Performance development discussions or just ticking the box

So it’s that time of year again when managers need to complete the performance development discussions for their direct reports and the big theme that came through the groups that I coached this week, was rather than the discussions being an opportunity for (1) discussion about performance and (2) discussions about development, it was more of tick the box exercise.

It really disappoints me to hear this because these formal discussions are such a great coaching opportunity, as are all the other discussions throughout the year.It was also really clear to me that the managers were doing way to much work – they were gathering examples and evidence, pulling out last years documents, writing up the forms and even typing the action items and sending it back to the employee for signing.  All I asked the group was ‘what responsibility is your direct report taking for their own development?’ and the room was quite.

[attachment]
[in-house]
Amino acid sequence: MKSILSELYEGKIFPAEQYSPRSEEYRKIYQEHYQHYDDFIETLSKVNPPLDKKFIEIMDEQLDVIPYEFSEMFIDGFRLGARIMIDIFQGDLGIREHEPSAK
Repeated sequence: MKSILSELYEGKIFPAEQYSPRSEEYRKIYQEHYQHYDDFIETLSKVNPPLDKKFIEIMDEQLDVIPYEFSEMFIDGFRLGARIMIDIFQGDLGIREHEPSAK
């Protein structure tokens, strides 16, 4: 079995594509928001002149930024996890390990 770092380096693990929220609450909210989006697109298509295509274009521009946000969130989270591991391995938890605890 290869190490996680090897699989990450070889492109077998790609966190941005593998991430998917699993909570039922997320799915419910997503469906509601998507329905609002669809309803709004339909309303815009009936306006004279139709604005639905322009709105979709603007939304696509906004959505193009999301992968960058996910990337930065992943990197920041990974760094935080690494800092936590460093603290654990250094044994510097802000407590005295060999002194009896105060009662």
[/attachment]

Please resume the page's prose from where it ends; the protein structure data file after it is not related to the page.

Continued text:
Whilst the managers clearly thought it was their role, at the same time they were complaining about the enormous amount of work on top of all their other work. I’m not surprised!  They are taking on the responsibility when the better alternative is to coach the direct report to take responsibility.

Because managers feel that they don’t have the time, the employee has no incentive to prepare or engage and the whole exercise does become tick the box.

So the alternative is really clear and I know that in organisations that have adopted a culture of coaching during performance discussions time, the conversations and results are very different.  We recommend that three basic steps:

  1. The person who is the subject of the report takes time to reflect on the year that has passed and comes prepared to the meeting to discuss questions like:What has gone really well this year?
    1. What am I particularly proud of?
    2. What have been my achievements?
    3. Where did I experience challenges?
    4. How did I respond to those challenges?
    5. What areas would I like to improve?
    6. Where are the opportunities for continuous improvement?
    7. What are the things I can change?
    8. How can I play more to my strengths in my role?
  2. That the manager does the same above and comes to the meeting ready to listen (first) and add to the discussion.
  3. That the person preparing the report actually completes the documents and writes up the action items, in their own words.

This kind of coaching conversation approach really assists in creating engagement and accountability within the direct report and provides the space for a quality conversation.  Enjoy your coaching!